We’ve traveled far, this last week. From gentle basking sharks gliding across the surface of the North Sea to titanically tiny worms dwelling in the deep. The variant cover for Aquaman #31 is a fantastically diverse sampling of real ocean organisms, many of them not only profoundly weird but also almost entirely unstudied. Mike Allred’s is a small taste of the unknown still waiting to be explored.
I saved the best for last, including my favorite squid and scale worm. Before we dive into these final identifications, let’s take a moment to review.
- Frilled Shark (Chlamydoselachus anguineus)
- Giant Deep-sea Isopod (Bathynomus giganteus)
- A deep-sea worm with no common name (Eunice pulvinopalpata)
- Fangtooth (Anoplogaster cornuta)
- A different giant isopod (Glyptonotus antarcticus)
- Hairy anglerfish (Caulophryne polynema)
- Sarcastic Fringehead (Neoclinus blanchardi)
- Monkfish (Lophius americanus)
- The muppet-faced worm (Nereis sandersi)
- Pacific viperfish (Chauliodus macouni)
- Basking shark (Cetorhinus maximus)
- Gulper eel (Saccopharynx ampullaceus)
- Pygmy Seahorse (Hippocampus bargibanti)
- Anglerfish (Lophius piscatorius)
- Supergiant Amphipod (Alicella gigantea)
And now, on to the final three!
16. The Vampire Squid from Hell (Vampiroteuthis infernalis)
Vampire squid from hell is the literal translation of this animals Latin name, and that is awesome. Vampire squid are neither squid nor octopus but rather a phylogenetic relict that shares traits from both taxa. The body of this 30-centimeter long animal is dark red and covered in light emitting photophores. Its tentacles are shrouded in webbing. It has two long feeding filaments, a trait unique to this species.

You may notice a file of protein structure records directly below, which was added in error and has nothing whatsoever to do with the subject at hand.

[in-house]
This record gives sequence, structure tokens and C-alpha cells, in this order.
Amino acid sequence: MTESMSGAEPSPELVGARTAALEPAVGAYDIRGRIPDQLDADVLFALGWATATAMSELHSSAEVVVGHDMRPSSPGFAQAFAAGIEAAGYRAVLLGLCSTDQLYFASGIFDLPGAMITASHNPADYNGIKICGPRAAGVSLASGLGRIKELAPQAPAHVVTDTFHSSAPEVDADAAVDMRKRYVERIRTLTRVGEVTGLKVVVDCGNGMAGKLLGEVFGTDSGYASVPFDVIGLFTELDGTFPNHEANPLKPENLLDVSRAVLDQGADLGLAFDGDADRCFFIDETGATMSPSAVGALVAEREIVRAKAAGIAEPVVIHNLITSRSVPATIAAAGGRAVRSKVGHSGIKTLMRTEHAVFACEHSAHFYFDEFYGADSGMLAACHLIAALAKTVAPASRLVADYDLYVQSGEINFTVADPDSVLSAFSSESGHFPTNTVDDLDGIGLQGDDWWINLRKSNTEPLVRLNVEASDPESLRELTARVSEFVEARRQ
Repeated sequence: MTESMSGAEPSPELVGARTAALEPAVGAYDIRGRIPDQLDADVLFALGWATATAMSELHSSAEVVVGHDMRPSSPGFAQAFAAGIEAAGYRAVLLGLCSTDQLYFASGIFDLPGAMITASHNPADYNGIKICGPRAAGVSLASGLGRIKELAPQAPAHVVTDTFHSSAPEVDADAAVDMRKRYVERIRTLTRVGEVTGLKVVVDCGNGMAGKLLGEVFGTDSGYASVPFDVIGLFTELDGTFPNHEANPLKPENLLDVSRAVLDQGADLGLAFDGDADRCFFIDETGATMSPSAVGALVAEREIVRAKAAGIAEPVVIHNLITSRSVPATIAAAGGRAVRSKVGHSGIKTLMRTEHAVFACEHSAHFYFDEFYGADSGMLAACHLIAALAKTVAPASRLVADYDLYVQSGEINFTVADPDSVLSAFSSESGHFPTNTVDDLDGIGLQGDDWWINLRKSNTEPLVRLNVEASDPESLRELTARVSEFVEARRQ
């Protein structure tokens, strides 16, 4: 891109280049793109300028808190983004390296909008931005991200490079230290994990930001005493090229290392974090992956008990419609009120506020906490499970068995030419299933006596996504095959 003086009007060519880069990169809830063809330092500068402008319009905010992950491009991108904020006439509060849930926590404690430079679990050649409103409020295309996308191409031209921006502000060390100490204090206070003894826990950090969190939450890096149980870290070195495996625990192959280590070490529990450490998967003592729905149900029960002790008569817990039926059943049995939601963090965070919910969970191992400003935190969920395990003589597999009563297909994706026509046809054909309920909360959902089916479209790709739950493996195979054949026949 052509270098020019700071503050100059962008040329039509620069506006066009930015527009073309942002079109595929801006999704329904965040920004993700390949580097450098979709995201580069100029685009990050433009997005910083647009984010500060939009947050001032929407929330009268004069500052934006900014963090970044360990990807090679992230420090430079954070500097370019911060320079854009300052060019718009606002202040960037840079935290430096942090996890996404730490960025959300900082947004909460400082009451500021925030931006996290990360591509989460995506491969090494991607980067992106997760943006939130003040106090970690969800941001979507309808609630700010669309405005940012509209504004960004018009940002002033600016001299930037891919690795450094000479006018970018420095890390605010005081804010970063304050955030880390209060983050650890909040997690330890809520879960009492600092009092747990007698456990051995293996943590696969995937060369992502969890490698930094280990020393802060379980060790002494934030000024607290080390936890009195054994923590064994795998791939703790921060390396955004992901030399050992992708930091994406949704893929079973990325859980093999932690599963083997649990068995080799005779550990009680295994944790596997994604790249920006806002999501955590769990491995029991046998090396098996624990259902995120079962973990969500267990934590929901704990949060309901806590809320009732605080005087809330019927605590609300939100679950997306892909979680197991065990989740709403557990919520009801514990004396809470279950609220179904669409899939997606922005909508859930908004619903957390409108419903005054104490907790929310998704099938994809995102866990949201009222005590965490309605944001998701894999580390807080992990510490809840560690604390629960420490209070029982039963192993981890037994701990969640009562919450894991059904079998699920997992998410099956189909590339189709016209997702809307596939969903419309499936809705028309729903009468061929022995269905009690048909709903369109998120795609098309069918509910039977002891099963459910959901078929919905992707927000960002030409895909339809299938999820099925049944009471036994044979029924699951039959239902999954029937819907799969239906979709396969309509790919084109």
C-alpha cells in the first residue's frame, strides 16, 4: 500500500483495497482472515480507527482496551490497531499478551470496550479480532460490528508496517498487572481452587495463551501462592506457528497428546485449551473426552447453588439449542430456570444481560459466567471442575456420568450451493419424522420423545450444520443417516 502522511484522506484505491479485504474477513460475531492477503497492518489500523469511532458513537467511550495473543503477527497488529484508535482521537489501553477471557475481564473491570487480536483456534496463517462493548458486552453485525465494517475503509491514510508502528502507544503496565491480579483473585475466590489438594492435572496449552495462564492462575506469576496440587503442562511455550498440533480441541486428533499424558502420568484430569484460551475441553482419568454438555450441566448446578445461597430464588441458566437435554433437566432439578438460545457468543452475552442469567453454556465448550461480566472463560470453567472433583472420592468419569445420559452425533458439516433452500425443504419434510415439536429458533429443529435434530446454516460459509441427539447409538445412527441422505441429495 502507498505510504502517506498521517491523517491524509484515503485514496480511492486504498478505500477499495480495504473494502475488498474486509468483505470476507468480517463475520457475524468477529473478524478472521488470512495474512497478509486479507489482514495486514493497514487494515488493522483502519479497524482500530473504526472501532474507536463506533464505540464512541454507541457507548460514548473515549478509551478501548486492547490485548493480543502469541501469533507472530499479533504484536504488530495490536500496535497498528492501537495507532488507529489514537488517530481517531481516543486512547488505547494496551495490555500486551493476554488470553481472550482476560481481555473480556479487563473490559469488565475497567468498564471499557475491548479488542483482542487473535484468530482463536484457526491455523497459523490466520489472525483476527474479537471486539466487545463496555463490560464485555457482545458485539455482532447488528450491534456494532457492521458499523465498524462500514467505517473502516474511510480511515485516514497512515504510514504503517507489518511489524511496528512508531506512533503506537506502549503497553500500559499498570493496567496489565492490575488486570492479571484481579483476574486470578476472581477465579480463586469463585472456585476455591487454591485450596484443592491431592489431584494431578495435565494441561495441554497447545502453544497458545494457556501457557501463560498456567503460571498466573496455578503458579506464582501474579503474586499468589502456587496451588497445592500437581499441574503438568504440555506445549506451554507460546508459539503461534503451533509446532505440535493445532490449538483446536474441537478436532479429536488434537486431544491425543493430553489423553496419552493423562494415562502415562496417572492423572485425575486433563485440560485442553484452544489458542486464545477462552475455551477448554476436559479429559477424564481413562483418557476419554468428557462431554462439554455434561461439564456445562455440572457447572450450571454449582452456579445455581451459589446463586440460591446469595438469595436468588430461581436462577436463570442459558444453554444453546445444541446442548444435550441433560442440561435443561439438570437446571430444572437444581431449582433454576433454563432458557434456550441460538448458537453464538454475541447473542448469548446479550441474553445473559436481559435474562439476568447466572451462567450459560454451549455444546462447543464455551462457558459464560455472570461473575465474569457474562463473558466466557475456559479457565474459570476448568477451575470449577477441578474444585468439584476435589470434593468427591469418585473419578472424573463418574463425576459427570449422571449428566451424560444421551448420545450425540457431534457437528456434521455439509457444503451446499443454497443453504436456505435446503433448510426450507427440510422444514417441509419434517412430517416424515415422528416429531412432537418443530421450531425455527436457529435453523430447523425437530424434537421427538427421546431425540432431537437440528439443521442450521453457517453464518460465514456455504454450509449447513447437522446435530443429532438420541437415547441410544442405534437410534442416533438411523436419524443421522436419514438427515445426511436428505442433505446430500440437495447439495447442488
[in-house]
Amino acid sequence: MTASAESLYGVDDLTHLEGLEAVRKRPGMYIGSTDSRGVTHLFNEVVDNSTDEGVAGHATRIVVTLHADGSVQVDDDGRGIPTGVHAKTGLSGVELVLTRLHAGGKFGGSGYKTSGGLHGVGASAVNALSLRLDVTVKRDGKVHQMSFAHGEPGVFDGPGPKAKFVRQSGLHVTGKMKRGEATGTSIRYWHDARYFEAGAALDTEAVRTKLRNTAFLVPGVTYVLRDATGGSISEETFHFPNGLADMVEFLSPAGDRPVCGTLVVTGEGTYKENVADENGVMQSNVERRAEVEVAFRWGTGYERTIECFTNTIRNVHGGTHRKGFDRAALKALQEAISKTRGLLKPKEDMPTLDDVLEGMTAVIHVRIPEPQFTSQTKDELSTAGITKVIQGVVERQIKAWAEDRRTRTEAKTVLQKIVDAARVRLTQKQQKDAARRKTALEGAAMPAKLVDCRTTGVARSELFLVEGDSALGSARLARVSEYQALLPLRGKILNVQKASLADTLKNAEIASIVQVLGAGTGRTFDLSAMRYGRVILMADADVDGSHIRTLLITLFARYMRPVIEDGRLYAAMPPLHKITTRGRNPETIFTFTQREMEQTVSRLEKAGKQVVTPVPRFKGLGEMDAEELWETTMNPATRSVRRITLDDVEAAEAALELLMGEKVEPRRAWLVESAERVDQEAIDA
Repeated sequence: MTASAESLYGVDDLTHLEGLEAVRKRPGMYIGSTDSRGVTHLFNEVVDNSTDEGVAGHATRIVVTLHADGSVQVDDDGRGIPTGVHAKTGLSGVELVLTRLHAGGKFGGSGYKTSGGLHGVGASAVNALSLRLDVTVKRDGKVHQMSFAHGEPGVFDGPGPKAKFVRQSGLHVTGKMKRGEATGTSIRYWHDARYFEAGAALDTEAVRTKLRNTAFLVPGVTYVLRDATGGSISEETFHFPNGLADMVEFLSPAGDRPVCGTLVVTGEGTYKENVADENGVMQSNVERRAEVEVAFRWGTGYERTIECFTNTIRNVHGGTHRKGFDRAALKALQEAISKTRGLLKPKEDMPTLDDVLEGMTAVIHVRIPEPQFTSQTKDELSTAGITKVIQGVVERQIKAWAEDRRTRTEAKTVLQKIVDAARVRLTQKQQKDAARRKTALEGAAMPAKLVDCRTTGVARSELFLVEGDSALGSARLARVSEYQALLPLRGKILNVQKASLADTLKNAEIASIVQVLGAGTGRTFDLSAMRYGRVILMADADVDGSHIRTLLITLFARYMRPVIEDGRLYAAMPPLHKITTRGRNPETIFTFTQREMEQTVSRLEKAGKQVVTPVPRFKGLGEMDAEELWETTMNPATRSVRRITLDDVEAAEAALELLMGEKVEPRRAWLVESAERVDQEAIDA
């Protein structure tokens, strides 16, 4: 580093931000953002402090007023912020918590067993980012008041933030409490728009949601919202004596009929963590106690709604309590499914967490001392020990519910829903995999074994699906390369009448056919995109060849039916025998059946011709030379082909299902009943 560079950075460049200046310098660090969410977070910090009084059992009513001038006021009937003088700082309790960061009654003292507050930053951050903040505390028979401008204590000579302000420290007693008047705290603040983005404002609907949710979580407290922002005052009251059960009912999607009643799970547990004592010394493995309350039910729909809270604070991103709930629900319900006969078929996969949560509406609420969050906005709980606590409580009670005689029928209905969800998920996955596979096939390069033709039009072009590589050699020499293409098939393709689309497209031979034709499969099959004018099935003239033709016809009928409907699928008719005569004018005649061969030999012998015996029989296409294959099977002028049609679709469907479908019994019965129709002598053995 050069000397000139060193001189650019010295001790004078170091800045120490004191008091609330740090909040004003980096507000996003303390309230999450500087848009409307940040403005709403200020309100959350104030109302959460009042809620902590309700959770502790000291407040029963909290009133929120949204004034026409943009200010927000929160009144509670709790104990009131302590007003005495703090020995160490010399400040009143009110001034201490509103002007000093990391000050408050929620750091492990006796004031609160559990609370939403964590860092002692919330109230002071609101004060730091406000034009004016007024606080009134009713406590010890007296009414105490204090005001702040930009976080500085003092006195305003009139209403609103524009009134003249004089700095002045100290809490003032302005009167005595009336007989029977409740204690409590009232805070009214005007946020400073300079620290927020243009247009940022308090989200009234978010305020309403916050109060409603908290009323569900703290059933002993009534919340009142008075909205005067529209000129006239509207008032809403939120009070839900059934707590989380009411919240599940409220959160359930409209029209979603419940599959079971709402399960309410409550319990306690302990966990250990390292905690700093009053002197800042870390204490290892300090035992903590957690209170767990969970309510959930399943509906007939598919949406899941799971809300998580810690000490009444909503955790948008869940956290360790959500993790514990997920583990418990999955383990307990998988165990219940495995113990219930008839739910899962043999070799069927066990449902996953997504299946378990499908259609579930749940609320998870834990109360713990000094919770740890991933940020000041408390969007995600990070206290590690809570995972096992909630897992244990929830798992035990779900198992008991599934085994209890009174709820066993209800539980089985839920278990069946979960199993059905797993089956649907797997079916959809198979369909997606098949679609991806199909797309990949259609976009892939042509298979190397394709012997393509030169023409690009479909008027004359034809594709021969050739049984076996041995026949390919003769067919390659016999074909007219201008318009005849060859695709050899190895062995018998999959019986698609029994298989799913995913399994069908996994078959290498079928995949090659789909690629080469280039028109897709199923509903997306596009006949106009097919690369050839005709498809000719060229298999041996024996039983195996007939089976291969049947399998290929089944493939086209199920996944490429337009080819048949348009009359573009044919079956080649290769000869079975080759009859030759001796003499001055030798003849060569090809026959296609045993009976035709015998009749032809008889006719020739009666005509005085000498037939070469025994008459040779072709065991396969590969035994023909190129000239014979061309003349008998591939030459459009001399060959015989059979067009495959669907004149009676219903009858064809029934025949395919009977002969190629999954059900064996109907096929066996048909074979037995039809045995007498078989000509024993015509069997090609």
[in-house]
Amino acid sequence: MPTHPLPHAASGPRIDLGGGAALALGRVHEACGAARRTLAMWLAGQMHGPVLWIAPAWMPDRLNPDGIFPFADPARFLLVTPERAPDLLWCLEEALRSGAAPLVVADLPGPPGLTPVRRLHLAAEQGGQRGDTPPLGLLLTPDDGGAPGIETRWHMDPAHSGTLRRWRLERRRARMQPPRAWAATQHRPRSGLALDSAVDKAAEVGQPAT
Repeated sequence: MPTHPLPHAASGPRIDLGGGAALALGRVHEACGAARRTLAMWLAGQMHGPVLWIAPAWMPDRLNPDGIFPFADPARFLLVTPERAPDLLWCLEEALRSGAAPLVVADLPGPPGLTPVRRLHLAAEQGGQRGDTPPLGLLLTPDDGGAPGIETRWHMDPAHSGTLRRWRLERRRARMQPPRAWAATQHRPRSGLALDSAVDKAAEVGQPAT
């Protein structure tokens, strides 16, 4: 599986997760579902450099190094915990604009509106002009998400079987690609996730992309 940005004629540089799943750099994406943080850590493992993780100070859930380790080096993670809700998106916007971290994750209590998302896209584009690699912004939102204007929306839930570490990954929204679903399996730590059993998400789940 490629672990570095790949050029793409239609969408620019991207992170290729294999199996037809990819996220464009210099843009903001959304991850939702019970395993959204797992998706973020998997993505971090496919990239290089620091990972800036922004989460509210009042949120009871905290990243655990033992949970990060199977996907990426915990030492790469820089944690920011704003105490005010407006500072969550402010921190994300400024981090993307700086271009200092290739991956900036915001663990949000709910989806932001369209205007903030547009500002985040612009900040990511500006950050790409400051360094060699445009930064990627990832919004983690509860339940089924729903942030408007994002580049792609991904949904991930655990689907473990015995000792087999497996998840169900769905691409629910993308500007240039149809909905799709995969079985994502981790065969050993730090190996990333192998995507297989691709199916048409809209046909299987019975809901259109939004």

The vampire squid lives in the oxygen minimum zone, a region of the ocean where oxygen concentrations can drop as low as 3%. It is the only cephalopod, and one of the only marine animals, that can survive a prolonged stay in this inhospitable region.
Right now, you can see a vampire squid at the Monterey Bay Aquarium.
Another delightful deep-sea worm. This scale worm is found in low abundance around hydrothermal vents, grazing on bacteria and munching on whatever biomass is available. This particular scale worm is found on the Juan de Fuca ridge, off the coast of Washington state.
18.Sea lamprey (Petromyzon marinus)
The final creature on this list is simultaneously the most common and among the oddest. Lampreys are parasitic fish that can be found in freshwater, as juveniles. Adult lampreys use their suckers to latch onto fish, scrape and away scales and flesh, and then suck their prey dry in a process called hematophagous feeding. Which means these meter-long monsters are more vampire-like than the vampire squid.
They are invasive in the Great Lakes and achieved minor internet fame when pictures posted by a fisherman on reddit went viral.
And now our little adventure comes to a close. Once again, Aquaman has given us a window into the ocean. 18 amazing illustrations lead us to 18 equally amazing real animals.
If you’ve enjoyed these posts, check out some of our favorite Science of Aquaman articles, below: